Page last reviewed:  11/06/2020
Types of Treatment

How is a fever treated?

Treatment for a fever is determined by identifying what the underlying condition is. In the case of self-limiting conditions such as a viral infection, simple self-care advice is all that is required. 

In the event that it’s unclear as to what the cause is, or if it’s thought to be a self-limiting condition, there are a few basic principles that a doctor may advise for managing a fever:

  • Staying hydrated by drinking lots of fluids
  • Not wearing too many layers (or too few layers) to counteract the fever.
  • Keeping a room at a comfortable temperature
  • Taking paracetamol, which can help with fever symptoms.

There are some instances in which you may need to be admitted to hospital urgently for treatment of a fever. Examples of this are: if you are taking medication that is suppressing your immune system, if you are HIV positive or have recently finished cancer treatment, or if you possess an immune deficiency.

A fever is a very common symptom of an infection in the body, particularly viral infections. It is not usually an indication of a serious condition and will pass once the body has fought off the infection. There are however many possible causes of a fever, and you may want to speak to a doctor online to help rule out anything more serious. Our registered clinicians are available to consult with between 9.30am and 4.30pm, five days a week.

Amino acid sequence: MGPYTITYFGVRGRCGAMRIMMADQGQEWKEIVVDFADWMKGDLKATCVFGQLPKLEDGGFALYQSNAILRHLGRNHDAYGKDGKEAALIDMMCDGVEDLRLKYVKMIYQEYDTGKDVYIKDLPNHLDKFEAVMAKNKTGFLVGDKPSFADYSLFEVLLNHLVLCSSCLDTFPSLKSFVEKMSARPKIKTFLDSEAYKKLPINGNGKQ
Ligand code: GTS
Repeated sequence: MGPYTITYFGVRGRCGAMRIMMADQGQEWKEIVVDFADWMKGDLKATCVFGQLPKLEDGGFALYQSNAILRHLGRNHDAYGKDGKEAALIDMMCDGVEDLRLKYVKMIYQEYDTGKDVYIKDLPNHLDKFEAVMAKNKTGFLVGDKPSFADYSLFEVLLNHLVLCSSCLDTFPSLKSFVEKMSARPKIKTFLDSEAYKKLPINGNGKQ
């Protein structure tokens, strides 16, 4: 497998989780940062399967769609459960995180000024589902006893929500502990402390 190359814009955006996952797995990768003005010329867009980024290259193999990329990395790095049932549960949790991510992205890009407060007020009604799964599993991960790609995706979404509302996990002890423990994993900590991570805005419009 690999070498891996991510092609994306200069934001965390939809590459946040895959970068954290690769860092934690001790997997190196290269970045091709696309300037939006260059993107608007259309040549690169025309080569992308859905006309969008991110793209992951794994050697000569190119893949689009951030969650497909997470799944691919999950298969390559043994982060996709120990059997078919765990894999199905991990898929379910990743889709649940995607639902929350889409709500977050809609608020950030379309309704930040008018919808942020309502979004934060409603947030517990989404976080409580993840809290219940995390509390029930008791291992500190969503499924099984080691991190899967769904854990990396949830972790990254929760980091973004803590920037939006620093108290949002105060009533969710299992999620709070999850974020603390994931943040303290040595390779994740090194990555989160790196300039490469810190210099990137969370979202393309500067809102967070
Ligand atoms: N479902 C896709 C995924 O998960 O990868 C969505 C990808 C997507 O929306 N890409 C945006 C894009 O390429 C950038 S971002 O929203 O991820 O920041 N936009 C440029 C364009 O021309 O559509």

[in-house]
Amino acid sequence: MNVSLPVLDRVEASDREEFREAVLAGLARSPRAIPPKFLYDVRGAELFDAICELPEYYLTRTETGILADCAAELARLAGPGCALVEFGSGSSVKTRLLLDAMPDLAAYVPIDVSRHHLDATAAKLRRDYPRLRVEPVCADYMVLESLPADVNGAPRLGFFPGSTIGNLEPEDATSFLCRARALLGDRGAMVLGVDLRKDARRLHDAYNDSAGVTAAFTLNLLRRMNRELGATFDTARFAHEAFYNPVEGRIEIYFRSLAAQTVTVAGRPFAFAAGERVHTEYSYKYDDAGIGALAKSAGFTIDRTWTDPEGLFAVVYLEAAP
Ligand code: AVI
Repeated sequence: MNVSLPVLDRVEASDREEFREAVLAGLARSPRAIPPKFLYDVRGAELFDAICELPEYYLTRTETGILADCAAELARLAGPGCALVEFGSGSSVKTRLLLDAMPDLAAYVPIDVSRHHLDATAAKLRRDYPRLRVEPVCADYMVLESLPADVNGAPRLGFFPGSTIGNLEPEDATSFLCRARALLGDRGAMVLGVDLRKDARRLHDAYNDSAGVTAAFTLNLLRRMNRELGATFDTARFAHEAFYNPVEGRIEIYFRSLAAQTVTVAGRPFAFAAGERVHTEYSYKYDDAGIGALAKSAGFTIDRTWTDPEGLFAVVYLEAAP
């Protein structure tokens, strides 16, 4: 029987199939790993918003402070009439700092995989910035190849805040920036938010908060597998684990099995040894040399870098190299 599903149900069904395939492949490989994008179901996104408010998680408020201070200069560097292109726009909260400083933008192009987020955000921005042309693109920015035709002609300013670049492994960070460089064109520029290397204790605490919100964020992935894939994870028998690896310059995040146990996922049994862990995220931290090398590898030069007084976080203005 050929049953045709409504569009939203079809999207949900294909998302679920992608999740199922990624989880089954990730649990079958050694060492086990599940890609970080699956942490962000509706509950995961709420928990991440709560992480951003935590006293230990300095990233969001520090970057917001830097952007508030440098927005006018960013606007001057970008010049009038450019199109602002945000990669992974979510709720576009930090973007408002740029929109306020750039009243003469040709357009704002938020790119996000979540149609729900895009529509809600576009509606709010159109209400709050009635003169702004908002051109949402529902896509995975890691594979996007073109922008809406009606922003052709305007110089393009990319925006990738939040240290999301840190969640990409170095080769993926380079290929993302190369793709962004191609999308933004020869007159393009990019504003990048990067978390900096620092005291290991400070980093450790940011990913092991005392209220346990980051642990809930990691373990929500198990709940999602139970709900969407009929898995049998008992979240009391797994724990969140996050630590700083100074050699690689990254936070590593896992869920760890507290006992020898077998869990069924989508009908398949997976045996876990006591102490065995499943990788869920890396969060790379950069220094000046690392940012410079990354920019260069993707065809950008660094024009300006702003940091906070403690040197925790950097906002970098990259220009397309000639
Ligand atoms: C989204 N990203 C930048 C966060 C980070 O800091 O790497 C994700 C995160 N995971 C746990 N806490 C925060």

Page last reviewed:  11/06/2020
Questions and Answers

How long is it normal to have a fever for?

A fever will not typically last for more than 2 or 3 days. The length of time it lasts depends on the underlying cause. A fever that’s active alongside a cold tends to only last for a few hours, whereas a fever which is present alongside the flu may persist for longer.

Is fever serious?

A fever isn’t usually serious, and is not normally experienced for any longer than a couple of days. However, if you experience a fever and you temperature is over 39°C, or if you have symptoms such as a severe headache, seizures, a sudden unusual rash, or chest pain, you should contact a doctor urgently.

Can I get treatment for a fever?

It depends on what the underlying cause is. In most cases, a doctor will recommend practical measures that can be taken to alleviate the symptoms of a fever, such as not wearing excessive or insufficient layers, drinking lots of fluids to counteract the sweating and taking paracetamol or ibuprofen when necessary.

How can I prevent a fever?

It’s not usually possible to prevent a fever, as it is a natural immune response; however, there are measures you can take to stop it from becoming too uncomfortable.

It’s important to rest in a room that is at a comfortable temperature, whilst taking on lots of fluids along with paracetamol or ibuprofen to help cope with symptoms.

Can I speak to a doctor about a fever?

If you have a fever and are worried that it is not resolving itself, one of our GPhC-registered clinicians may be able to help. They can issue advice on symptoms and treatment, and provide referrals to specialists and prescriptions, where appropriate. You can arrange a consultation with them between 9.30am to 4.30pm, Monday to Friday.

Page last reviewed:  11/06/2020